We’ve all been there. You’ve printed a copy of your manuscript, added in a cover letter and stamped, self-addressed reply envelope, then you’ve posted it off (along with all of your hopes and dreams) to a publisher who is currently open for submissions.
You’ve waited (and sometimes waited and waited and waited) and then you open your mailbox to find a familiar envelope addressed in your own handwriting. It’s the first three chapters (or every single chapter) of your manuscript being returned to you, along with a letter.
A letter of rejection.
(Insert some kind of noise here that they’d play on gameshows when a contestant answers a question wrong.)
Now, I’ve had my share of such letters and they’re just awful. They make you want to stop writing, shout, cry, drink and, at the very least, they make you want to rip up the letter into teeny tiny pieces and throw it into the bin immediately (Then set the bin alight and perhaps kick it for good measure!)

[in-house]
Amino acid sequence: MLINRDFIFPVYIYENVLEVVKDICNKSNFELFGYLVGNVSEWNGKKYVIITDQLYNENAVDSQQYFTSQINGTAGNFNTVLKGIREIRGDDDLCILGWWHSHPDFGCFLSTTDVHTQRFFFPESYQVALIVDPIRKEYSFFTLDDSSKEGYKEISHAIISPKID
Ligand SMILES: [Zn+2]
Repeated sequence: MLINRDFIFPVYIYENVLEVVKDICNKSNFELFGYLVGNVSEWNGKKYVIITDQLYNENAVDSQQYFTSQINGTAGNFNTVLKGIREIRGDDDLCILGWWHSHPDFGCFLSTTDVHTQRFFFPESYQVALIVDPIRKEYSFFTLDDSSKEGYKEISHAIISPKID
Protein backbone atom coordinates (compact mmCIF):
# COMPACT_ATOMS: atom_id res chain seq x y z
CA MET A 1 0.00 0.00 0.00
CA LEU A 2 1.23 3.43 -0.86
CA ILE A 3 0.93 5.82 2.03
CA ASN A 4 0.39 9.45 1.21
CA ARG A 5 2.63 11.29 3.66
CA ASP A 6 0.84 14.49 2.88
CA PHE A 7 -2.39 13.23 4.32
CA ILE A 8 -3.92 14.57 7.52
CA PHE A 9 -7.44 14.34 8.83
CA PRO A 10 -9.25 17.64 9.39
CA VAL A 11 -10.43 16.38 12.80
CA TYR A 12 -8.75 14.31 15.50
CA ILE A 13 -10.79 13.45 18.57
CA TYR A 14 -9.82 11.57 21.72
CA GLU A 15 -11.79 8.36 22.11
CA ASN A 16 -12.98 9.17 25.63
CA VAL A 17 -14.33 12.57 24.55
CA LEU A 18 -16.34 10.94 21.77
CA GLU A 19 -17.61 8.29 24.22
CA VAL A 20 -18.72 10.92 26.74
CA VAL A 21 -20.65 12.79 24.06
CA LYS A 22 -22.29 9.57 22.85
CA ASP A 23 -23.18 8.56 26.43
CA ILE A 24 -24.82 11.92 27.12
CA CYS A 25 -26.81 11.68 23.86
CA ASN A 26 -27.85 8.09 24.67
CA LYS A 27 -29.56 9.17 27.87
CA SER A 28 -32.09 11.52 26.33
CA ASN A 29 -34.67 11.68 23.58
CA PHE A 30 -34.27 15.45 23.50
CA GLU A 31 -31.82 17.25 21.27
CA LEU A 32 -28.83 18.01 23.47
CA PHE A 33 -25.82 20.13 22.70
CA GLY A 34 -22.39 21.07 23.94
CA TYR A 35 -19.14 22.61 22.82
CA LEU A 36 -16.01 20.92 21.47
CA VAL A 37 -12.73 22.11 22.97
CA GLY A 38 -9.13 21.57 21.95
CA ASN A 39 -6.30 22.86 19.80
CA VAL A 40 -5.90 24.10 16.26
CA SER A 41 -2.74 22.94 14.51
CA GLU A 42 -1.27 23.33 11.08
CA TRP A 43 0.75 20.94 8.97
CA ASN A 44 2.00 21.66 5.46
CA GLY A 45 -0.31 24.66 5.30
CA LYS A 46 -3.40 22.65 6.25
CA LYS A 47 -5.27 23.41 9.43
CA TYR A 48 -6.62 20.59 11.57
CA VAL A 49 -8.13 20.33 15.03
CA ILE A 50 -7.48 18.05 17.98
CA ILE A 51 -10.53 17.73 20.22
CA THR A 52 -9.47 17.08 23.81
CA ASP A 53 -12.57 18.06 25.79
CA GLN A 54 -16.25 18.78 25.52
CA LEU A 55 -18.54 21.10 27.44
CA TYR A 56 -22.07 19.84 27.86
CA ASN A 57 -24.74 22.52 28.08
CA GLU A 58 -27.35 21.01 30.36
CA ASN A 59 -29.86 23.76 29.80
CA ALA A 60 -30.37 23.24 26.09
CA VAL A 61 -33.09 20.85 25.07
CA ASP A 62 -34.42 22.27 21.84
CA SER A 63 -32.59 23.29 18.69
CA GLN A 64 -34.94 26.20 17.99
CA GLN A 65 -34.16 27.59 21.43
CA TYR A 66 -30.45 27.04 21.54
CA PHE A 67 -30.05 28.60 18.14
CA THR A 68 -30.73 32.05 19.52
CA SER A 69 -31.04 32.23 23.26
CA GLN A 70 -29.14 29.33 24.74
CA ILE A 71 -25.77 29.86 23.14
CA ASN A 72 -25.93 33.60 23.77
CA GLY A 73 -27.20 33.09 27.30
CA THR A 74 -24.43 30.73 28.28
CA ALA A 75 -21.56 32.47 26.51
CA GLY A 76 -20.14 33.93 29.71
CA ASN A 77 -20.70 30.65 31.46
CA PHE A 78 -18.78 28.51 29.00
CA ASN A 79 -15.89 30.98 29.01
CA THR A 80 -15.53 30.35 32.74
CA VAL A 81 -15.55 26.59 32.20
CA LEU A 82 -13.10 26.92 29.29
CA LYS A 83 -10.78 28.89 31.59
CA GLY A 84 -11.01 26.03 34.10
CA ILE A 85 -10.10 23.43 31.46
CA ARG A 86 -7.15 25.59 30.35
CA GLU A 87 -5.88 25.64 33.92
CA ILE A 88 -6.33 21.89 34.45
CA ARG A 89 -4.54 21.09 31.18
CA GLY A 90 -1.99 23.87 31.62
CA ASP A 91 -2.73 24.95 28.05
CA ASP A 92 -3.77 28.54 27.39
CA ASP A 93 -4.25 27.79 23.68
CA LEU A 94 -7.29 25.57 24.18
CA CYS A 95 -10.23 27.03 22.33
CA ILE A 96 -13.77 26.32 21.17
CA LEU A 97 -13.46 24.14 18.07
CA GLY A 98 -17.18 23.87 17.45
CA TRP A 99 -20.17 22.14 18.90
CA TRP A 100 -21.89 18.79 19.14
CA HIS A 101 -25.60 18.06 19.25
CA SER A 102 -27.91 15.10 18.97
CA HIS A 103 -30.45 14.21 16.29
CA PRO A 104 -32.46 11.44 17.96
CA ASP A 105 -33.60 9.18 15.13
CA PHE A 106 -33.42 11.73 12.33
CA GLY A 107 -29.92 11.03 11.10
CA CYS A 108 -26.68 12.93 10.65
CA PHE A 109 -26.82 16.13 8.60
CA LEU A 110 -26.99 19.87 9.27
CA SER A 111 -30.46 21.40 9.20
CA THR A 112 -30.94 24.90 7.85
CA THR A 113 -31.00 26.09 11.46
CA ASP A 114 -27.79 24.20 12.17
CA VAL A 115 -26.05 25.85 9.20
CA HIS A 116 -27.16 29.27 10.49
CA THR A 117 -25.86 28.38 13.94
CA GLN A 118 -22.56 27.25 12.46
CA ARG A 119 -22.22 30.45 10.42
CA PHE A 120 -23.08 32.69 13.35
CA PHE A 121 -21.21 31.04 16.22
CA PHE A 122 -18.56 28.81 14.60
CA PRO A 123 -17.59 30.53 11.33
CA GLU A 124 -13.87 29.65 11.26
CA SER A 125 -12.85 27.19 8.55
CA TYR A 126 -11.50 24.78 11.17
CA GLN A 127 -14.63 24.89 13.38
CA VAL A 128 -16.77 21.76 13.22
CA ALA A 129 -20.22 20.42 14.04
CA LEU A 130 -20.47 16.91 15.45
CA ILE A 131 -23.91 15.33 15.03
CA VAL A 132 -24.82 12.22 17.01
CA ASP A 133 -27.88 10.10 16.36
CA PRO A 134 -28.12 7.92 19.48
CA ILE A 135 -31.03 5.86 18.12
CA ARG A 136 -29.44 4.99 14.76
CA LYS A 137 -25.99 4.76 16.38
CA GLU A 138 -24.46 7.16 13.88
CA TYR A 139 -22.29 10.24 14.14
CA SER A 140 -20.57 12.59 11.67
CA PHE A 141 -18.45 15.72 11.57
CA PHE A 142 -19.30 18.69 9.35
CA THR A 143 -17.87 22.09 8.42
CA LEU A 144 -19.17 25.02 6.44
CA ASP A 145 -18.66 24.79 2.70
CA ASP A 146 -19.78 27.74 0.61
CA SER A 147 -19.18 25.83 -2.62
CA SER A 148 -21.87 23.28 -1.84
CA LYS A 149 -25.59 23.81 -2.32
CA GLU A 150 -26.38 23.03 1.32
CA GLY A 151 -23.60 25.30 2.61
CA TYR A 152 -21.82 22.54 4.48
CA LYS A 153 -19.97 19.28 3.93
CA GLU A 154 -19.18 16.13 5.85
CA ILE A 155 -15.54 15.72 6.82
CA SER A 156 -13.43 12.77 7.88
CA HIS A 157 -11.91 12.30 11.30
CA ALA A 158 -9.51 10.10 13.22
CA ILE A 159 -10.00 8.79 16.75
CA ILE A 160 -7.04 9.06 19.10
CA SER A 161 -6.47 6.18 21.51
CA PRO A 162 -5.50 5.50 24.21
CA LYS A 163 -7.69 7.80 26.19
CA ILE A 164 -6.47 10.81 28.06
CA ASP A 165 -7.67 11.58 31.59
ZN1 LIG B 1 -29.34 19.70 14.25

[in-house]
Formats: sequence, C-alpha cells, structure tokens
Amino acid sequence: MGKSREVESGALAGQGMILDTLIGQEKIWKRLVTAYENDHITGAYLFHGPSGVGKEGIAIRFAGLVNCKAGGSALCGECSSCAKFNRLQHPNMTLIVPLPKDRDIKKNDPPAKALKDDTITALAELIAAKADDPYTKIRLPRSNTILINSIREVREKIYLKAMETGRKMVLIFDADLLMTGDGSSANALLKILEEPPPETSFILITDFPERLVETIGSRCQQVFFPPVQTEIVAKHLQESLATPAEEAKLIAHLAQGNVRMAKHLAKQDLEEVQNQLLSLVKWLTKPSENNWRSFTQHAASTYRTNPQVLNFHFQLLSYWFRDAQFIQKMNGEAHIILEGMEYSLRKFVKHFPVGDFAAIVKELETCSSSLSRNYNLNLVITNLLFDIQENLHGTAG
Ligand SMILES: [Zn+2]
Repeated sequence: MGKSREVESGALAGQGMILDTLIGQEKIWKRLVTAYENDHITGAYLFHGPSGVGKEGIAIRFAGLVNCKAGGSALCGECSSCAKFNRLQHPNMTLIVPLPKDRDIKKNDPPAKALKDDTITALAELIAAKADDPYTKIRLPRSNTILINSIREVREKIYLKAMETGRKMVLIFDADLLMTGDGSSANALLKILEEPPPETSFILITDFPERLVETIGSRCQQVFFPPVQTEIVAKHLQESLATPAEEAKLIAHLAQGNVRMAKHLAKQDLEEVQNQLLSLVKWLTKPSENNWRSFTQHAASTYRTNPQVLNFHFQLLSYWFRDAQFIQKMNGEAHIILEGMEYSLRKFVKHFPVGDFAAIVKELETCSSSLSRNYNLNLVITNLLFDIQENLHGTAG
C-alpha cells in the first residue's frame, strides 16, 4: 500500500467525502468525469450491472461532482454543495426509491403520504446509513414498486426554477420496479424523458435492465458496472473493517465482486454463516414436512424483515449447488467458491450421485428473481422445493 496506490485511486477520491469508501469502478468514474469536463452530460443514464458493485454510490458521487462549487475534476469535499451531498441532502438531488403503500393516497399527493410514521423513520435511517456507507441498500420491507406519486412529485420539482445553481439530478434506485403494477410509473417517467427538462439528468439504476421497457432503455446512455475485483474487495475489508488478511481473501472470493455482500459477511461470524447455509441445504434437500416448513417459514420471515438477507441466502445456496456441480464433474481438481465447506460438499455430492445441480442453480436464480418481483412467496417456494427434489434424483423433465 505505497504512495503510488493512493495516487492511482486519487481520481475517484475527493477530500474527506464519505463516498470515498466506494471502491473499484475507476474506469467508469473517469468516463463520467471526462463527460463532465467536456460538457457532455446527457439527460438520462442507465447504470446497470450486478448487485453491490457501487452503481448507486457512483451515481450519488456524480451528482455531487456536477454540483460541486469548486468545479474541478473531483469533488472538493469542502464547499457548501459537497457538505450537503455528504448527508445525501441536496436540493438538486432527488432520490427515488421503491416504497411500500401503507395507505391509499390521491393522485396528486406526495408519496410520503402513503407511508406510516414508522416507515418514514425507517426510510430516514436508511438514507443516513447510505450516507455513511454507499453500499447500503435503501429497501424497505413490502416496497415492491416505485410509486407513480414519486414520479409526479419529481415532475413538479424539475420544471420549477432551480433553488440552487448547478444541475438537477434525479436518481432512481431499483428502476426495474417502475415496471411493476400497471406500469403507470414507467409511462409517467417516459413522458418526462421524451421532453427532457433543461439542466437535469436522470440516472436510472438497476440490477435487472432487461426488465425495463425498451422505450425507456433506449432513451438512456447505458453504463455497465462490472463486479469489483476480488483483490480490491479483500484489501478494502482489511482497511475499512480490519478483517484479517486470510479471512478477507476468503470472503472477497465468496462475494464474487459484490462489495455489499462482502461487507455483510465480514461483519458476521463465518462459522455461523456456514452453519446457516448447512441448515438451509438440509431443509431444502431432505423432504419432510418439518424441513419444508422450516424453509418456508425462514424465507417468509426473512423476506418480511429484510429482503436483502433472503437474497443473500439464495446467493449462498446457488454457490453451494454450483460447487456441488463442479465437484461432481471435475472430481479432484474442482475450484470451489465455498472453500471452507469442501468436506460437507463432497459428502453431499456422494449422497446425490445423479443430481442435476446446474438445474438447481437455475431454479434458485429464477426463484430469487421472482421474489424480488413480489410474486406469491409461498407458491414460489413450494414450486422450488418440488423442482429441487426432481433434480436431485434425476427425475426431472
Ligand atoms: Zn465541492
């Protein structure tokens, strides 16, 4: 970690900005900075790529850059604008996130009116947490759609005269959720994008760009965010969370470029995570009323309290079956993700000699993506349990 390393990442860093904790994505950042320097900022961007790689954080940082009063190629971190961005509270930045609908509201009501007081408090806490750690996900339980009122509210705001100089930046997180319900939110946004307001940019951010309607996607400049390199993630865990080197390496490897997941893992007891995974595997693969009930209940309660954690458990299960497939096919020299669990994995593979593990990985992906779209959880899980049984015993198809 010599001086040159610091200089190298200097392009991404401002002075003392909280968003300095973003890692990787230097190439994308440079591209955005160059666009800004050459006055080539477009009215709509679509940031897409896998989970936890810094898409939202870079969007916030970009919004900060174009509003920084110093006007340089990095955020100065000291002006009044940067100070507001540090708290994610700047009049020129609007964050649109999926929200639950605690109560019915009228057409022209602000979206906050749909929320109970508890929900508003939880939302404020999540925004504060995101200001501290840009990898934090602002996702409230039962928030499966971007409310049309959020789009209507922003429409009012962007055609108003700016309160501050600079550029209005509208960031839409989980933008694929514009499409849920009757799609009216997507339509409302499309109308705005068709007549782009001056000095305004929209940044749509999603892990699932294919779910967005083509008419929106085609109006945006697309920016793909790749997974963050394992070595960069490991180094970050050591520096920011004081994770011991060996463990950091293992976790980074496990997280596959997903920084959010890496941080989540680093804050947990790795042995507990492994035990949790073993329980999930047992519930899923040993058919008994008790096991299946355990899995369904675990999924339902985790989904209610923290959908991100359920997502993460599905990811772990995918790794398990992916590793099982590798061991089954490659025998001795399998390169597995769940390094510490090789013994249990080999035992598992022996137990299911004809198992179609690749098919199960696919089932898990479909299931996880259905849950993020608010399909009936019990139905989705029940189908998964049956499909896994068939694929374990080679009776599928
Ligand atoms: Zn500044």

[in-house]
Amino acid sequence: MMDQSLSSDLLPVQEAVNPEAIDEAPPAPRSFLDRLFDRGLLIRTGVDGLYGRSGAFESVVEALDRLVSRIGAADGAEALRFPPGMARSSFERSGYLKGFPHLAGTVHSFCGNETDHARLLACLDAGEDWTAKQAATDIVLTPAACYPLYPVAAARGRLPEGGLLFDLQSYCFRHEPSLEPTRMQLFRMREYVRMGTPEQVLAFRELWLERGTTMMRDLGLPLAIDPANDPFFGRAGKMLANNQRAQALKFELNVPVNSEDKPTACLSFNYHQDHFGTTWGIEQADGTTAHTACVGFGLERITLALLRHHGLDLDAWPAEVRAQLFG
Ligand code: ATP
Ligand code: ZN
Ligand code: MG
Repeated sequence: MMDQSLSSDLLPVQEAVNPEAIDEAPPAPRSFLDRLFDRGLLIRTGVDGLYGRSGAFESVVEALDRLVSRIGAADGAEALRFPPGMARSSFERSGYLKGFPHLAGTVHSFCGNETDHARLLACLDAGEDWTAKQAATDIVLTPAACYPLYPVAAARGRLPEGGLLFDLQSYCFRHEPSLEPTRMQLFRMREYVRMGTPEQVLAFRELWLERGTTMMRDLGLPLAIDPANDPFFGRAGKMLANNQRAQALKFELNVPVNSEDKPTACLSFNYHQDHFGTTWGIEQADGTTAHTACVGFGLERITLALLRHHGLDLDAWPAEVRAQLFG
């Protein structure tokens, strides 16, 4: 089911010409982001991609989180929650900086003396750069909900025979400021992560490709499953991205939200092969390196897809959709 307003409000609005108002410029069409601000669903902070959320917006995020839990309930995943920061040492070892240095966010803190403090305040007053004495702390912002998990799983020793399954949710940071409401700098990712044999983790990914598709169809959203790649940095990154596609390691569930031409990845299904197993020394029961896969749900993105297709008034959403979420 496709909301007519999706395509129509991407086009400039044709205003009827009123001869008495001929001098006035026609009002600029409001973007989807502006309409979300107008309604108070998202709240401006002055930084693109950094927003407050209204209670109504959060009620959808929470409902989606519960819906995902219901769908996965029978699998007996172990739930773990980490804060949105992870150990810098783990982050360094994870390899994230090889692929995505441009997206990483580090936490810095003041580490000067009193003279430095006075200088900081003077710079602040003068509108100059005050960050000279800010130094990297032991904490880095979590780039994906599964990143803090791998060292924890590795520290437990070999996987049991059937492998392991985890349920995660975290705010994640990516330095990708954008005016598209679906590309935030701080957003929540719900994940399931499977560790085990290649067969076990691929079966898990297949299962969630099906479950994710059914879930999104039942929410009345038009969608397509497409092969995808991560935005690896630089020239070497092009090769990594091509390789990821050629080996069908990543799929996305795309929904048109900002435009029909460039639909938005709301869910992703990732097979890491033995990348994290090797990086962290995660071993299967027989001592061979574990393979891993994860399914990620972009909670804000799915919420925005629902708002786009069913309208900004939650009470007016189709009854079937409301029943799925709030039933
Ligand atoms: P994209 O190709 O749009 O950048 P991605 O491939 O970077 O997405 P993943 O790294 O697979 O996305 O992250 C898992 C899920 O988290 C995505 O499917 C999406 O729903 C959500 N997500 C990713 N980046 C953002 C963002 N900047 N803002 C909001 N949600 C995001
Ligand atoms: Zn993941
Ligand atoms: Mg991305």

And I used to do the same. But then, one day, I decided that I should start keeping my rejection letters. Admittedly, the reason I decided to keep them because one day, my manuscript would be bought and I’d be massively successful and someone from the newspaper would ask me how many times my book had been turned down before it had been sold and I’d be able to say a figure with accuracy (and I’d know the names of the publishing houses who were now kicking themselves, naturally.)
So I started keeping them and there has been an unexpected positive about being able to look back on them, after the initial sting has worn off. And that positive is that they actually contain positive things about my manuscript and my writing in general. Things like:
Right, so I can see that you’re a talented writer and I would really like to read further work from you – I just can’t get behind this particular story 100% I’m afraid.
It’s a complete pleasure, I think that your writing style is fantastic, really pacy and engaging – I’m loving it so far. Whatever happens with this one you must keep writing you are clearly a natural.
While I like your writing, Sally, and I enjoyed reading this funny adventure story, unfortunately I don’t have a place for it on the <Insert Publisher’s name here> children’s list.
So, as a self-publisher, I’m really pleased that I’ve kept my rejection letters. They’re evidence of the journey that I’ve been on so far (the good and the bad) and they’ve also given me the confidence to put myself behind my writing and go ahead with self-publishing.
What’s your opinion? Do you keep your rejection letters? And do you believe people should?